Soccer players join forces to stop human trafficking

By Sarah Schwittes | Sep 11, 2013
Courtesy of: Christine Thayer Elizabeth Thayer, a seventh grader at Harbour Pointe Middle School, plays in a girls soccer tournament in Cambodia during a recent trip. Elizabeth was one of 17 premier soccer players to teach advanced soccer skills to Cambodian girls and play in a tournament with them.

 

This summer, 17 female soccer players ages 12 to 14 traveled to Cambodia to share their soccer skills and compassion with girls who have been rescued from human-trafficking, as well as girls living in orphanages and on the streets in Cambodia.

The players came together from competing soccer clubs including Rush, Tynecastle FC, FC Alliance, Snohomish United, NW Nationals and Fuerza to form one team representing the United States.

Mukilteo’s own, Elizabeth Thayer, a seventh grader at Harbour Pointe Middle School, was one of the team members who went.

Cambodia is a third-world country that has suffered through severe poverty and the genocide of the Khmer Rouge. Just a few years ago, girls were not allowed to play soccer in Cambodia.

Today, through the work of SALT Academy (saltacademy.net), Cambodia now has an official soccer program for girls.

The Washington premier soccer players joined with SALT to teach advanced soccer skills to the Cambodian girls and play in a women’s soccer tournament.

“I was so happy to be able to take the skills I have learned and share them with the girls in Cambodia,” said Thayer, a U13 player from Rush. “This trip has been a life changing experience for me.”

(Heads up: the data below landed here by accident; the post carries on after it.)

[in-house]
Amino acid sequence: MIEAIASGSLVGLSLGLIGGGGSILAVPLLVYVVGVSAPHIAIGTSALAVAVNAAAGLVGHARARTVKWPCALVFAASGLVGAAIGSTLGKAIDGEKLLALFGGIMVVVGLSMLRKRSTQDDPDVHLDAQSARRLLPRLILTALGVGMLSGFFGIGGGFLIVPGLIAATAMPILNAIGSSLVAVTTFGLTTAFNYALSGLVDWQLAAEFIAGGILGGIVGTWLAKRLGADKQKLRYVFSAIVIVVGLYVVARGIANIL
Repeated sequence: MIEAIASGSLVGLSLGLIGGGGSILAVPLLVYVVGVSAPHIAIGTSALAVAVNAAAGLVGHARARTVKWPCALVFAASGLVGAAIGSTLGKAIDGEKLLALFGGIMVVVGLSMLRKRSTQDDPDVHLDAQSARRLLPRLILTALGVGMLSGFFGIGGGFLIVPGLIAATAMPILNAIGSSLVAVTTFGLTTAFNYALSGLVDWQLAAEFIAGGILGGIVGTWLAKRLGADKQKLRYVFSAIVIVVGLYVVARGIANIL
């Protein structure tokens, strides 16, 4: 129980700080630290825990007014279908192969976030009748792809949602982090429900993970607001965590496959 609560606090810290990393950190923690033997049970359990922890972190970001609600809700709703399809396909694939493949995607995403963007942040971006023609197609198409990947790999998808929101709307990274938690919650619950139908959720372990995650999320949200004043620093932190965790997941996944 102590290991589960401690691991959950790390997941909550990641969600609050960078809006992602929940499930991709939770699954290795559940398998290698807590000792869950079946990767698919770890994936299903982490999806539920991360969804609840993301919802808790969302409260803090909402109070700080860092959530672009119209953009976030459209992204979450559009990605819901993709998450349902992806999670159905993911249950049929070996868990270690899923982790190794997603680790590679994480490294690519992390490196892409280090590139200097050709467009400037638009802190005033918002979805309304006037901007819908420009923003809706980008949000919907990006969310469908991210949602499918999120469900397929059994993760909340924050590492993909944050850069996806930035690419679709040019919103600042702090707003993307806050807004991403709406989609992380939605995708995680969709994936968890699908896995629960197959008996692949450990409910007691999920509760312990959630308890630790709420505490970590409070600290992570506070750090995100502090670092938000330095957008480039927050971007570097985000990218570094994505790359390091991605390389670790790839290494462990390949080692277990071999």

If you ask any of these 17 players, you’ll hear that soccer is a huge part of their lives. Many have been playing since they were 4 or 5 years old and now play on one of the top premier teams in Washington state.

They train 4-6 days per week and usually play at least one game on the weekends.

Many have even had the privilege of being trained by players from the Women’s and Men’s Seattle Sounders, U.S. International Teams and more.

Their goal is to play soccer in college and – if they’re lucky – on the U.S. National Team at the Olympics someday.

In addition to the daily soccer clinics, the team also visited children in a local orphanage, spent time with girls in one of the human-trafficking safe houses and taught computer, English and other classes at a local school.

They also brought new and gently used soccer equipment to share with the children in Cambodia.

“We have been given so much – new cleats every season, multiple uniforms, shin guards and balls,” said Sydney Carter, U14 Snohomish United Player and daughter of trip founders Eddie and Kari Carter. “It was so nice to deliver these supplies so more girls can participate in the SALT soccer and education programs.”

The two-week trip to Cambodia included a 5-game soccer tournament where the U.S. team played teams from multiple provinces in Cambodia. The U.S. team went undefeated in the tournament and won the final game 1-0.

“It was an amazing feeling to go to Cambodia this summer and to participate in a women’s soccer tournament,” said Kari Carter. “When we first started going to Cambodia eight years ago, girls couldn’t even play soccer. The work we have done over the past eight years has really made an impact in the lives of so many girls.

“We couldn’t do it without the support of the local soccer clubs, players, families and local community.”

To learn more about this effort, visit www.cambodiasoccer.org.

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